edit: 2 hrs post blast. they’ve finally diverted all the runners two blocks over. The remaining ones are coming in, 2 blocks over, to see a more organized setup with the mylar blankets and some of the waters, and they seem not as freaked out because they didn’t hear/see the blast – they were miles away. But everybody’s still pretty confused and stunned. The subway being shut is a huge problem – nobody can get back to the hotels they’re staying at. I just had to tell a runner that she was going to have to walk another mile or so to get to the Red Line because the Green Line subway is closed. Taxis can’t get in because so many streets are closed. Also some hotels that runners were staying at were closed off, that were right near the blast site. (edit: 3 hotels were evacuated because of bomb scares.) I just came back home to recharge my phone since it became apparent one of the most useful things I could provide to runners was a working phone. I am typing this up while it charges. While on the T a woman told me there have been bomb scares all over the city, at Tufts Medical and at the footbridge by the Prudential and she said bomb went off at the JFK library. Whole subway car got quiet when she said that. Don’t know if that’s just rumors. I’m going to give my phone a half hour to recharge, then go back with more layers (I got chilly), to see if I can help with anything. I signed up to volunteer to help runners, dammit, and I’m going to go help runners.

edit2: Edit2 has been deleted, it revealed something private about another volunteer (before I realized this post was going to get so much attention) – I’ll update later if I can.

edit3: it’s night now. I ended up working runner’s bag pickup area for the last 4 hrs. Runners were stopped on course at least back to mile 21. I’m talking to a cop right now who said all runners who were not yet in Boston were sent to Boston College in a big group to wait for bus pickups. As of 8:30pm apparently there are still “about 500” runners still stuck there waiting for buses. We have THOUSANDS AND THOUSANDS of bags here and can’t figure out where the runners are. People’s keys and phones are in the bags (we can hear the phones going off…) We’ve just spent 4 hrs trying to sort out 10,000 jumbled bags by bib number. They had to move the bags in a big frantic hurry and they got all jumbled. oh my god. you cannot imagine what a jigsaw puzzle this is. (I hurt my back, dammit) I found a pair of prosthetic feet that belong to one of the wheelchair racers. (Scott from Atlanta, I hope you got your feet back, I handcarried them myself to the VIP bag area.) It has become apparent that runners are still lost all over and stranded and are w/o their phones, keys, etc. We will be here all night with the bags since so many runners have not been able to pick up their stuff.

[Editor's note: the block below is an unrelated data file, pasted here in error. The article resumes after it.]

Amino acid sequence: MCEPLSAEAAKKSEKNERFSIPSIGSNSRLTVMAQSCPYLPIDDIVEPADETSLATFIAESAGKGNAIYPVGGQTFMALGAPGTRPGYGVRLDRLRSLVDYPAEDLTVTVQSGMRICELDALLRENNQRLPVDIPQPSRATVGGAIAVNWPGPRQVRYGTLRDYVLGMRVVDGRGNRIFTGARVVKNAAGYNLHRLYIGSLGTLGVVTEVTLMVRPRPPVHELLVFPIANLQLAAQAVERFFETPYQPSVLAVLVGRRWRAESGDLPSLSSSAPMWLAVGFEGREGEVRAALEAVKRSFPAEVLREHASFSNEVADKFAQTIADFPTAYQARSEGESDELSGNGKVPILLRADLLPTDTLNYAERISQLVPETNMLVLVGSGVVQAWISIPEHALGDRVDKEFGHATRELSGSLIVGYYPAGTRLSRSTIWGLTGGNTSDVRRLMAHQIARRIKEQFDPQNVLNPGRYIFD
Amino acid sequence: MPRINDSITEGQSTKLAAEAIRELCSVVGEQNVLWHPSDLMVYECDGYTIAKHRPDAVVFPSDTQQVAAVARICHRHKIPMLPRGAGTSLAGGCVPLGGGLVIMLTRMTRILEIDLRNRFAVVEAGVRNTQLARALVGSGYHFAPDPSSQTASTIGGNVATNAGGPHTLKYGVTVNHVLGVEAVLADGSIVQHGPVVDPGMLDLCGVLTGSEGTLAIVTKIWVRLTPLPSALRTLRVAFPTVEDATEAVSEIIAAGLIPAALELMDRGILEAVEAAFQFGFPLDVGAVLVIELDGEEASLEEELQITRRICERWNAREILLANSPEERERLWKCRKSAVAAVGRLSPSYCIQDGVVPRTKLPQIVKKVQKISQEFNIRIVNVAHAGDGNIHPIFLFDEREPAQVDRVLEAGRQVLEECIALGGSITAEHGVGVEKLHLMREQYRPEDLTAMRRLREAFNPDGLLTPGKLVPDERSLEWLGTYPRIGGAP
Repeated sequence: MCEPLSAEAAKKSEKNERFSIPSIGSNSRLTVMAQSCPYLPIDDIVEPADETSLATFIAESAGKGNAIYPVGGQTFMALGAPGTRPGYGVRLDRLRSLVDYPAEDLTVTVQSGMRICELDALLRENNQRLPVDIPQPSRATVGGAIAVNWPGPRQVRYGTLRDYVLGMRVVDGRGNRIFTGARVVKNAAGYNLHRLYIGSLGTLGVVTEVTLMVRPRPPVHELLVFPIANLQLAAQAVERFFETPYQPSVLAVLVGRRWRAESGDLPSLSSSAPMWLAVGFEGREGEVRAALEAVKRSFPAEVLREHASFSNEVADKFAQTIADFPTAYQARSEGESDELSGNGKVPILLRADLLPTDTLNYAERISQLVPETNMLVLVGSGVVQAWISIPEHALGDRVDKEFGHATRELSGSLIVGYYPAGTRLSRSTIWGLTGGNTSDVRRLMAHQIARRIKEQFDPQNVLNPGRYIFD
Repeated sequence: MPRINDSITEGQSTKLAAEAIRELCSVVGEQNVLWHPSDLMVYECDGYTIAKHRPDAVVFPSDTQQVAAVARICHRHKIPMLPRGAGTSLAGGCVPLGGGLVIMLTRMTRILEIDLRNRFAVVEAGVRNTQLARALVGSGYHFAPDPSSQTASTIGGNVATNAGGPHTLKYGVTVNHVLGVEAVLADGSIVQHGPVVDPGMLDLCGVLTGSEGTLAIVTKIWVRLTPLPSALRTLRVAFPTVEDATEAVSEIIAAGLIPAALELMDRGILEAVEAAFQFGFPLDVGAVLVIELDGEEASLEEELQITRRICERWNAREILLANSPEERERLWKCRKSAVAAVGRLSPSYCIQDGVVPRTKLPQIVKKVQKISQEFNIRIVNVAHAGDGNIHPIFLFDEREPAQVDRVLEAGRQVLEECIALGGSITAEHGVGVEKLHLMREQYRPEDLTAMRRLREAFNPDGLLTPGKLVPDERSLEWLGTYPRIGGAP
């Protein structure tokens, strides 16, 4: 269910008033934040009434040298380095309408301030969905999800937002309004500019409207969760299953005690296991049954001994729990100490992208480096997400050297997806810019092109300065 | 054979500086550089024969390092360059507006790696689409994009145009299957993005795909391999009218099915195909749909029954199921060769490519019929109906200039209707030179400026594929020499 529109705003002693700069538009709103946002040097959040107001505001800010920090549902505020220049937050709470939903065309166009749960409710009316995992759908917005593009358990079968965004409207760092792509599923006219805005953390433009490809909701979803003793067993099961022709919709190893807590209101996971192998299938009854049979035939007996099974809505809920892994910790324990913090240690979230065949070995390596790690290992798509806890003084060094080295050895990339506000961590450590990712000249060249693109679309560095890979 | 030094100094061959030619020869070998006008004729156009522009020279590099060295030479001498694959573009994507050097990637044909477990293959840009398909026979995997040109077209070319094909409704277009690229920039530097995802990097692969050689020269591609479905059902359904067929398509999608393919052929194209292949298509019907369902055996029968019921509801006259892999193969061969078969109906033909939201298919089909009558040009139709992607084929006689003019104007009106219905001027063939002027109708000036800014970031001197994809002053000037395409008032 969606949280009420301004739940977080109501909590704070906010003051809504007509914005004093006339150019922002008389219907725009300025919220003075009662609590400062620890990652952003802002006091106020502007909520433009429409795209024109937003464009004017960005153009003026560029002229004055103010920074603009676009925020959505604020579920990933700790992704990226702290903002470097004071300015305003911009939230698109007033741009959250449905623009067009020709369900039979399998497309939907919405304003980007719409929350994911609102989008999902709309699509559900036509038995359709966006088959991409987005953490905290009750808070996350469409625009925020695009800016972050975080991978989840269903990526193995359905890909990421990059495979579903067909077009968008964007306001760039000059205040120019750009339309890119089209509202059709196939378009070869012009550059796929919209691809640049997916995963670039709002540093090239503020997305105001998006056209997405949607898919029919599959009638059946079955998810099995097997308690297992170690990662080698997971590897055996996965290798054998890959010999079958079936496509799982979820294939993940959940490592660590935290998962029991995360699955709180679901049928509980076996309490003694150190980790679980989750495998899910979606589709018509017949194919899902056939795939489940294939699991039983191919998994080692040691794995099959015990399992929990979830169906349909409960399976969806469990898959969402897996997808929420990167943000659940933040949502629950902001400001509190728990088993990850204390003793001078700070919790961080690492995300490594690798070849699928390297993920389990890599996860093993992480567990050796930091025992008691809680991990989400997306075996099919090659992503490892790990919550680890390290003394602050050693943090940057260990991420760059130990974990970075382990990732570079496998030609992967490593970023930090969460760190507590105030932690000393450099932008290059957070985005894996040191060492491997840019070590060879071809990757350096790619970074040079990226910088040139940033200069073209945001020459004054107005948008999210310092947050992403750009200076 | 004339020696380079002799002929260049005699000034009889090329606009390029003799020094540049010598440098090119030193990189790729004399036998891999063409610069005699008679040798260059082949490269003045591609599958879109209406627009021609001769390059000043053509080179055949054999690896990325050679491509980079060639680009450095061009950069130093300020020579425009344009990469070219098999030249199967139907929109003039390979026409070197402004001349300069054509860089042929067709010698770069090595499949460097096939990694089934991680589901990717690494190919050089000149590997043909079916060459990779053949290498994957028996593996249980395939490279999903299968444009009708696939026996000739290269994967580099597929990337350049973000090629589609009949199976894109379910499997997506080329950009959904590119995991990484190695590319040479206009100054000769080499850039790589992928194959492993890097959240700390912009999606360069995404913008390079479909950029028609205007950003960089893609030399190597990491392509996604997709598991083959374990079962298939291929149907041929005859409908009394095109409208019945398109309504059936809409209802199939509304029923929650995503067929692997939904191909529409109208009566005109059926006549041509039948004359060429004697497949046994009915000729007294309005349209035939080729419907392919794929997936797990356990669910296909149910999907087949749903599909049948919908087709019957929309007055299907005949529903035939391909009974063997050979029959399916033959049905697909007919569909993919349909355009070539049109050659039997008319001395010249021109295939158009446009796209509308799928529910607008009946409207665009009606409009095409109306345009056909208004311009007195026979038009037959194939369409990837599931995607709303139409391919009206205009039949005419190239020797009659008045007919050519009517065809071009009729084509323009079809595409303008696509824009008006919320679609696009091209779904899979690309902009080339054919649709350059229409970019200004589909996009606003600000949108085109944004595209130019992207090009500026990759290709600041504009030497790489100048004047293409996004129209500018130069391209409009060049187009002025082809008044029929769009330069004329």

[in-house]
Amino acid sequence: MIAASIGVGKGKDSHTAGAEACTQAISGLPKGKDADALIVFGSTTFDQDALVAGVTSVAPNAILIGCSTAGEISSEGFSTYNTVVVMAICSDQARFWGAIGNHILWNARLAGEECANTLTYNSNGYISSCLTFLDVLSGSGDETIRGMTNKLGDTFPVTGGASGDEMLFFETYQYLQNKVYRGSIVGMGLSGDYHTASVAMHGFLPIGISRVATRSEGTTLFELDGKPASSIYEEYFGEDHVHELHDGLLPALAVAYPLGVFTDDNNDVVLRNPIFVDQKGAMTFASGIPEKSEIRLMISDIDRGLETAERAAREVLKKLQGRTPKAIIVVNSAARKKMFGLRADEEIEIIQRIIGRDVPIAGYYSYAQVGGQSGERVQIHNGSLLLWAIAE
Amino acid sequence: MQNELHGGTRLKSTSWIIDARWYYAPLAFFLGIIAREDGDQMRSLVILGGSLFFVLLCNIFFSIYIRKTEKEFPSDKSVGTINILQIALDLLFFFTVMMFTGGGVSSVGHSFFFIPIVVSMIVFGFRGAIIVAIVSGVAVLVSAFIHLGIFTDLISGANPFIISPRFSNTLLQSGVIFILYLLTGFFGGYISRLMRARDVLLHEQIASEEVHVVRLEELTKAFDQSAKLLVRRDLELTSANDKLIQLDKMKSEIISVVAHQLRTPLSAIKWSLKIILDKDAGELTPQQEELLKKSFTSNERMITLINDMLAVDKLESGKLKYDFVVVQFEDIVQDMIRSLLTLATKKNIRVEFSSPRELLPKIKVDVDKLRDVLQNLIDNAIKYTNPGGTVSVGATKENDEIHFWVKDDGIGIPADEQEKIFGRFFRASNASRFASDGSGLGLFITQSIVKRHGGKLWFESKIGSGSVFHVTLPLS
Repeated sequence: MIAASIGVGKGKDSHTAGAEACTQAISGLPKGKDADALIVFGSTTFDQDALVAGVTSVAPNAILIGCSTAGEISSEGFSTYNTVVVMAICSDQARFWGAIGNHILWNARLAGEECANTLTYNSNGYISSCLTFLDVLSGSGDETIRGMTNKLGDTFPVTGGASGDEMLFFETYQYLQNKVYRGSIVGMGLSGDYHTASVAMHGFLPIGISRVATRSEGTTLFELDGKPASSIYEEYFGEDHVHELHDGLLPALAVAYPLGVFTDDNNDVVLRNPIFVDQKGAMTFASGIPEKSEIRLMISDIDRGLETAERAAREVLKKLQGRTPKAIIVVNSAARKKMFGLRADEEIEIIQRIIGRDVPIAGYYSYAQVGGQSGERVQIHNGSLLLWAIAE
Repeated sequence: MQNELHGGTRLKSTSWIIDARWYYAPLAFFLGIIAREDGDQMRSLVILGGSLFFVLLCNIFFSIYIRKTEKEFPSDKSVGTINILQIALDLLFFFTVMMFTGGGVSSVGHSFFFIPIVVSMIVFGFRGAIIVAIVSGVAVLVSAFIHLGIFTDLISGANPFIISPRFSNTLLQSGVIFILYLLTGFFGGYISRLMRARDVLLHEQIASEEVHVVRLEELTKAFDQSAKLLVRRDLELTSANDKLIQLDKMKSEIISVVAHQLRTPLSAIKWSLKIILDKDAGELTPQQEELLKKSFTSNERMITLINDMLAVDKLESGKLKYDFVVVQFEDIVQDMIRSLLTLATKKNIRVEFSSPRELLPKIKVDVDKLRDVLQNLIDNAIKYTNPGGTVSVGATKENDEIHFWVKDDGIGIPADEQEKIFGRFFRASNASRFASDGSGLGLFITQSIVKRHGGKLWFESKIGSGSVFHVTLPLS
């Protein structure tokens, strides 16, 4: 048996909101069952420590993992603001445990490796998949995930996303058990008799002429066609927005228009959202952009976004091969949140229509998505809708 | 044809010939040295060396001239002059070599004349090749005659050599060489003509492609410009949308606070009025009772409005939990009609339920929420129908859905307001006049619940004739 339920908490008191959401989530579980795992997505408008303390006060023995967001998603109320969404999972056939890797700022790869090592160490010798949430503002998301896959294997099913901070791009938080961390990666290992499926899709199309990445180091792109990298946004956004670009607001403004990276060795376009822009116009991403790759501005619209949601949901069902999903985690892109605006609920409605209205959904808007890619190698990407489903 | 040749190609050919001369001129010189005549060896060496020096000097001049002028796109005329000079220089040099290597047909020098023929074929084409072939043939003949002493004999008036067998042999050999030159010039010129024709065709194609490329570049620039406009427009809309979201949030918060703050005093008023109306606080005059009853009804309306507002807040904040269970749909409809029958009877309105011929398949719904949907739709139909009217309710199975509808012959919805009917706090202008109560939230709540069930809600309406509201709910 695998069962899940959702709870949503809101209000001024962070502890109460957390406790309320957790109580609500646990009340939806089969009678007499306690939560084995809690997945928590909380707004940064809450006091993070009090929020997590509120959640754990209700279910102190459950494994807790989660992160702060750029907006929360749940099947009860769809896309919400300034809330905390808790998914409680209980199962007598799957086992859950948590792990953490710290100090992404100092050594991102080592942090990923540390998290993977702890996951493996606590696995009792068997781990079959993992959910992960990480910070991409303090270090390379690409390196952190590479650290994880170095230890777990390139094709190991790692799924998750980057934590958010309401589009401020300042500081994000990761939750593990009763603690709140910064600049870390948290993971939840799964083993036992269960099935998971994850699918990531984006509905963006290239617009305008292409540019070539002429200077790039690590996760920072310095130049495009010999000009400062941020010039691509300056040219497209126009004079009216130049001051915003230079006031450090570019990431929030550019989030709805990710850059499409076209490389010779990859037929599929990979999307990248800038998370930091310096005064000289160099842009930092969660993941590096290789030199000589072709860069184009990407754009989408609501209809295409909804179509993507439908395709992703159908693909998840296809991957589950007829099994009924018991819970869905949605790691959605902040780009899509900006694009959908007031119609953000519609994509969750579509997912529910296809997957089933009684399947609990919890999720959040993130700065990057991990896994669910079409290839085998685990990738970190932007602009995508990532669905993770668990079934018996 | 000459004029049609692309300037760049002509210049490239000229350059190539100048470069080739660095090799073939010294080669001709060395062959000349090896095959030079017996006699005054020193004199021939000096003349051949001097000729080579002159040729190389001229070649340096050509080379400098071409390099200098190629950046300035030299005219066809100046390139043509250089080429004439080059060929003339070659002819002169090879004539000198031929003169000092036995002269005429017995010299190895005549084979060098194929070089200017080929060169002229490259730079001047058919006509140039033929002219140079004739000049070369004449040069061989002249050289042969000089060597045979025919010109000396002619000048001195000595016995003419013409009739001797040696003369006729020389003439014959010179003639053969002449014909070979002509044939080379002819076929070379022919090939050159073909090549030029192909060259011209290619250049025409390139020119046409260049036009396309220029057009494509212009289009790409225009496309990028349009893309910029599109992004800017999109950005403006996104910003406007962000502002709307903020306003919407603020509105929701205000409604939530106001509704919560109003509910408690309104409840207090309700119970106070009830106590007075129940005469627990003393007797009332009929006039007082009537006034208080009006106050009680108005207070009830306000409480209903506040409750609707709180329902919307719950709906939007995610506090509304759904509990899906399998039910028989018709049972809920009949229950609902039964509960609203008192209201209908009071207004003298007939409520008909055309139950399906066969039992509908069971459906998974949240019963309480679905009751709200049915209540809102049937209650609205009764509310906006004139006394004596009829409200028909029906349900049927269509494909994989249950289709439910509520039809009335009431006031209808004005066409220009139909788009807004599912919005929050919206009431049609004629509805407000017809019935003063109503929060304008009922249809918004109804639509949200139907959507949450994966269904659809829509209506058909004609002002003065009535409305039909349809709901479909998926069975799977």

edit: 10pm – There’s only me and 2 other volunteers left now and a bunch of BAA bigwig staff who are agonizing over things like, we have only 2 guys to stay overnight with 10,000 bags that are literally just lying on the street in heaps, and we didn’t want to leave the 2 guys alone because there are no cops to help keep them safe, because all the Boston cops are elsewhere in the city checking out bomb scares. Finally at 9:30pm we managed to get some cops of our very own (might be Nat’l Guard? they’re wearing camo, don’t look like Boston cops). So I have headed home, will go back tomorrow early morning and stay all day. I know that reuniting runners with their bags is a little thing, but it is the thing that I can do to help, so that is what I am doing. I was going to take tomorrow off work to keep doing this; but just got an email that my work (New England Aquarium) is closed tomorrow in memoriam anyway. BTW the BAA (Boston Athletic Association, that organizes the marathon) guys are being so professional and trying to hold it together but you can see they are just heartbroken. It’s strange, it’s like we are focusing like crazy on stuff like “These bags over here are sorted all wrong!”, so that we don’t have to think about the people who died…

Also – earlier a French-speaking runner came zooming by who hadn’t understood what happened. Didn’t realize he’d been diverted and was looking for the finish line and didn’t see it so he kept running! Almost ran away over the Mass Pike! We (or rather, the bag guy next to me) had to chase after him and jump in front of him to stop him. He was so confused, poor guy.